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#148338 - 09/26/05 05:49 AM 'manned/unmanned' and gender neutralisation
Since 'man' and 'men' have become exclusive, terms such as 'crewed/uncrewed' are being used to fill in the gap left by manned/unmanned, but it occurs to me that 'crewed' does not really work with, for example, an unmanned border post. What would AWADers suggest instead?
While we're at it, does anyone know of a 'definitive' list of alternatives to the common male-centric terminology?
#148339 - 09/26/05 05:54 AM Re: 'manned/unmanned' and gender neutralisation
I dunno. We'll probably need some input from the wopersons in the group.
#148340 - 09/26/05 07:57 AM Re: 'manned/unmanned' and gender neutralisation
Loc: rego park
well a border post exist for a reason--perhaps it is automated?
so rather than unmanned it is a automated (or automatic) border post? with electronic recording devices._________________________
my other obsession
#148341 - 09/26/05 08:11 AM Re: 'manned/unmanned' and gender neutralisation
> well a border post exist for a reason--perhaps it is automated?
Yeah, I know what you mean, but I was thinking more along the lines of this: 'The border post was unmanned at the time we crossed.'
I guess you could say, 'There were no border personnel at the post when we crossed', but that's changing things around quite a lot.
#148342 - 09/26/05 09:22 AM Re: 'manned/unmanned' and gender neutralisation
Loc: New York City
>>an unmanned border post<<
#148343 - 09/26/05 09:52 AM Re: 'manned/unmanned' and gender neutralisation
Come, civil night,
Thou sober-suited matron, all in black,
And learn me how to lose a winning match,
Played for a pair of stainless maidenhoods.
Hood my unmanned blood, bating in my cheeks,
With thy black mantle till strange love grow bold,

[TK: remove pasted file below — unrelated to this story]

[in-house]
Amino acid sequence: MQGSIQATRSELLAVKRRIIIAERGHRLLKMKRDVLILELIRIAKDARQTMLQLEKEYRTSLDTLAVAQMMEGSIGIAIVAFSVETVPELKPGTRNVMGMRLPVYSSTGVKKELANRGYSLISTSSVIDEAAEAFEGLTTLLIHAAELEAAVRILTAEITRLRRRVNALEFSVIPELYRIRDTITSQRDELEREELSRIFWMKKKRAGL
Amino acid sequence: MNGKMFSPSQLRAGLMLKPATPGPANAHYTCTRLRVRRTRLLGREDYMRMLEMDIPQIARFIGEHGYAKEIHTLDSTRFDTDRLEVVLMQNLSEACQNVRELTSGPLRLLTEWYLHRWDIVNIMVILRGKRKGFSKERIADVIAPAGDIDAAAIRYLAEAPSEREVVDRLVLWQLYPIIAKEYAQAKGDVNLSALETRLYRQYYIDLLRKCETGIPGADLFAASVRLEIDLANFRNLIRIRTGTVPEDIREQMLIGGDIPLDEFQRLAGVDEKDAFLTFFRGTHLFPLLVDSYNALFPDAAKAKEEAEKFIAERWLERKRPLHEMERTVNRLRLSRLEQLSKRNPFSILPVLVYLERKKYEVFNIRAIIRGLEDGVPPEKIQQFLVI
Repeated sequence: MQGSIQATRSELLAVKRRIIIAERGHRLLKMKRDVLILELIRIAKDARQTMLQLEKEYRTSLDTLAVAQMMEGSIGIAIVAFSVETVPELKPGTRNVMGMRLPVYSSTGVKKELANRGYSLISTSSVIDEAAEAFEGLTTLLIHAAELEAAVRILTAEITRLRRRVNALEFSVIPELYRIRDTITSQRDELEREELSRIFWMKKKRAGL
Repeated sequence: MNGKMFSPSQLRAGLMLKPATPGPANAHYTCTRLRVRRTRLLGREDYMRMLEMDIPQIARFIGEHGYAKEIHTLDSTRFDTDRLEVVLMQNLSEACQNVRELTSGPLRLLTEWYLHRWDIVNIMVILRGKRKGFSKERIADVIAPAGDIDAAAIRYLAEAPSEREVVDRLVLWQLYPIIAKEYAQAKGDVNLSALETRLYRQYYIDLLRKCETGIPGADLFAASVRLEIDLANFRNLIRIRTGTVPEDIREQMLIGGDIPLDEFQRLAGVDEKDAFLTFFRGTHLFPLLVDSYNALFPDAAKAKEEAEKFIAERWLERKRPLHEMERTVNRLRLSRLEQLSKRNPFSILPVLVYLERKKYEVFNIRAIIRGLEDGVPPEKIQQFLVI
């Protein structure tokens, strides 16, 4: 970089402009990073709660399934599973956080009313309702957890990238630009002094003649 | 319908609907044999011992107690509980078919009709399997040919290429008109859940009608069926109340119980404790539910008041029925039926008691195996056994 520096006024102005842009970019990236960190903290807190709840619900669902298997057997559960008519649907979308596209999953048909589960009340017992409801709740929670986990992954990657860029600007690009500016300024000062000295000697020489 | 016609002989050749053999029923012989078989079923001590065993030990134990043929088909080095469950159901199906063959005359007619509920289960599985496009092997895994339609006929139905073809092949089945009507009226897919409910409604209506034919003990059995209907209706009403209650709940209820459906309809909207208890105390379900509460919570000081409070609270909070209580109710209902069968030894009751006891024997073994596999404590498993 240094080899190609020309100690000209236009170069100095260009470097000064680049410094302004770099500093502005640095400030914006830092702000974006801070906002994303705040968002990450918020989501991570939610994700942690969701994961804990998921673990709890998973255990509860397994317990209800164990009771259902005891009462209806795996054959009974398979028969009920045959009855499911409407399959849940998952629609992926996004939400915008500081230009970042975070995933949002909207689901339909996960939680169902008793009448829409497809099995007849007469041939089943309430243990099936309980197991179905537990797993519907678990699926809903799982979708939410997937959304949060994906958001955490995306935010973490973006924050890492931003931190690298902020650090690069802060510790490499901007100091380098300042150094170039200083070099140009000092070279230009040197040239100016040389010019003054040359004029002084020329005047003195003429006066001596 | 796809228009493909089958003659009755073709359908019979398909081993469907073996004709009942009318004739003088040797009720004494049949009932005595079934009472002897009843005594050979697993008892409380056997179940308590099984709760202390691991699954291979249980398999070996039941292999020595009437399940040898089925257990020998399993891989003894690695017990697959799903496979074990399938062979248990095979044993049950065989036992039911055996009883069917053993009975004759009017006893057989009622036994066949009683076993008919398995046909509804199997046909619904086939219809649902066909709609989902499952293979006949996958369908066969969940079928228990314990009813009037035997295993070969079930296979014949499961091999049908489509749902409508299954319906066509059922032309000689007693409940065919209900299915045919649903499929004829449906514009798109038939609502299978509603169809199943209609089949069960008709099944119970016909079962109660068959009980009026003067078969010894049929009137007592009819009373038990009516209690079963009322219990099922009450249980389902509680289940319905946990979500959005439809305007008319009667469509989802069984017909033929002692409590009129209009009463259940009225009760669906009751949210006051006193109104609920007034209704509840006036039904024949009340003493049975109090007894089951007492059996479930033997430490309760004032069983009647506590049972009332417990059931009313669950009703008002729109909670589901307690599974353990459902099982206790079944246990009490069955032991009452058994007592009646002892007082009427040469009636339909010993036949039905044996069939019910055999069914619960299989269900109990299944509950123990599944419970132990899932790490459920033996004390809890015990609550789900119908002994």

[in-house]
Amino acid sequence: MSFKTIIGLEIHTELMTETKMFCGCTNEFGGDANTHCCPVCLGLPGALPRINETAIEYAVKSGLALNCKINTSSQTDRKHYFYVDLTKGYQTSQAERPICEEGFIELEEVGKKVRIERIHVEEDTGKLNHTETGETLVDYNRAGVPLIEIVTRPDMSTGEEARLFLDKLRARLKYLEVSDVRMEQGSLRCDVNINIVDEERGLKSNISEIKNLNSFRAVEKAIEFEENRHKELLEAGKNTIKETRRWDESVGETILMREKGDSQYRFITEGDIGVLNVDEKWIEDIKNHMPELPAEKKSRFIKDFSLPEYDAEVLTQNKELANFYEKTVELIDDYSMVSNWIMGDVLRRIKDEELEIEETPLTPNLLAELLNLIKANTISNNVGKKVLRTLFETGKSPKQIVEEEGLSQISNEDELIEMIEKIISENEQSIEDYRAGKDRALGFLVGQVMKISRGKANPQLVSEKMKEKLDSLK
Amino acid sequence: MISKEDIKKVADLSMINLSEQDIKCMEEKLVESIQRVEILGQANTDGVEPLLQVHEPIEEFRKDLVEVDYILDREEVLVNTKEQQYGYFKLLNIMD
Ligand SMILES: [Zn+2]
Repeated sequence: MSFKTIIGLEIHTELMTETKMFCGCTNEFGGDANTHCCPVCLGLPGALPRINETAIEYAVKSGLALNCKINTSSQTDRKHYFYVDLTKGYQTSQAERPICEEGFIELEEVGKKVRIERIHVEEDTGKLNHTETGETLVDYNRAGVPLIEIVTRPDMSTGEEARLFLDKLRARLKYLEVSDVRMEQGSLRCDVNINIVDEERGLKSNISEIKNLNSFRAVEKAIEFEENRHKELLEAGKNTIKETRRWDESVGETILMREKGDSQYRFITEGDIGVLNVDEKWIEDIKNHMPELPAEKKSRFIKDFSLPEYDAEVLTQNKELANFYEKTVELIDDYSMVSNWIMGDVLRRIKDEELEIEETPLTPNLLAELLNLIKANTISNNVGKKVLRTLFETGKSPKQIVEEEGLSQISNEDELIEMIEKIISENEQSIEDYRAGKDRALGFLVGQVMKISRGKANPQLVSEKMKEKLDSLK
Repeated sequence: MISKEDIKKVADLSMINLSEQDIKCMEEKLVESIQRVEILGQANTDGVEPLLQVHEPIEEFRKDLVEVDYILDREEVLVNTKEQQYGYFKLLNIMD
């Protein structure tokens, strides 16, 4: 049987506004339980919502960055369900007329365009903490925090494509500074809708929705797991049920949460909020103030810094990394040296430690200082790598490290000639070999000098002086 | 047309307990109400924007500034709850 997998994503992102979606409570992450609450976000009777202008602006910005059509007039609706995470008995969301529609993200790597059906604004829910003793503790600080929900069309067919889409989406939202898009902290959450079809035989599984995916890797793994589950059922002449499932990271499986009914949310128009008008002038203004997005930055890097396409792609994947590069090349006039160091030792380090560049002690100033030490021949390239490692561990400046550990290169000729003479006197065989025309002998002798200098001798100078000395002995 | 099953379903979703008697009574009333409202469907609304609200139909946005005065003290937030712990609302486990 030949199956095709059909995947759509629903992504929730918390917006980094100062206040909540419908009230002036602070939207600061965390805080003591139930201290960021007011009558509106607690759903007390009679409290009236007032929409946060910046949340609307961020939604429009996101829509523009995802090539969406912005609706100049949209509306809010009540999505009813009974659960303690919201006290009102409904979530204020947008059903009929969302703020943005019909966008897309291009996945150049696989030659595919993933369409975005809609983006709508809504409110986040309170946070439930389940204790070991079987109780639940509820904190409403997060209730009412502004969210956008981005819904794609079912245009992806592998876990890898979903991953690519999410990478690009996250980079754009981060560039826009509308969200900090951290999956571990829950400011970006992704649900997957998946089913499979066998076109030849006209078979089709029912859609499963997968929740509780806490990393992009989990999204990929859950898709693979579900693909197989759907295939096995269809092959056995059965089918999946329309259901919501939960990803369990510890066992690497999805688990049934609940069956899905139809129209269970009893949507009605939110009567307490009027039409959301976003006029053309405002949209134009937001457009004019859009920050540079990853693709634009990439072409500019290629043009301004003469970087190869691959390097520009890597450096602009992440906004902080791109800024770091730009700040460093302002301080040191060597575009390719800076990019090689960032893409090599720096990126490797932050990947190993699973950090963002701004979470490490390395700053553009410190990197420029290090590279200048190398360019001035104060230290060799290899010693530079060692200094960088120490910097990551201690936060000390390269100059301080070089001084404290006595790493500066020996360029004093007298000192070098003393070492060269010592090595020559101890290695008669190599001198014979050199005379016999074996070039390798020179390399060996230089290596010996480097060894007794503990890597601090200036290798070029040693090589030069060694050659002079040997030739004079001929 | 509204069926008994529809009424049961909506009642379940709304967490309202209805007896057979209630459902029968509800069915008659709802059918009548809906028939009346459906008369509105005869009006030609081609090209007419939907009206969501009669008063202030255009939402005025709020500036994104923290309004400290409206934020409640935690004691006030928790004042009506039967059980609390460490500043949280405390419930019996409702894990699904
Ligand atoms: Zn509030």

Think true love acted simple modesty.
Come, night; come, Romeo; come, thou day in night;
For thou wilt lie upon the wings of night
Whiter than new snow upon a raven's back.
Unmanned here means untamed. Nice usage of the verb to learn, too.
[While in another play ...]
Lady Macbeth: What, quite unmann'd in folly?
Macbeth: If I stand here, I saw him.
Lady Macbeth: Fie, for shame!_________________________
Ceci n'est pas un seing.
#148344 - 09/26/05 12:56 PM Re: 'manned/unmanned' and gender neutralisation
Loc: Metro Detroit (MI)
How about staffed/unstaffed? Works better for me than crewed/uncrewed.
#148345 - 09/26/05 04:18 PM Re: 'manned/unmanned' and gender neutralisation
Loc: Marion NC
When we got to the border crossing post, we found it was delicate._________________________
#148346 - 09/27/05 04:01 AM Re: 'manned/unmanned' and gender neutralisation
> How about staffed/unstaffed? Works better for me than crewed/uncrewed.
Good suggestion. I'm sure there are other circumstances where 'staffed' wouldn't work quite as well, but it works well here. It may, for example, sound a little weird to say an 'unstaffed crane'; I think then reverting to 'uncrewed' may be better.
#148347 - 09/27/05 07:27 AM Re: 'manned/unmanned' and gender neutralisation
Such a great thread! I wonder if anybody has any answers for the second part of BYouth's initial post, about a "definitive" (I suppose meaning more or less accepted) list of gender-neutral terms that are preferrable to some of the so-called discriminatory ones?
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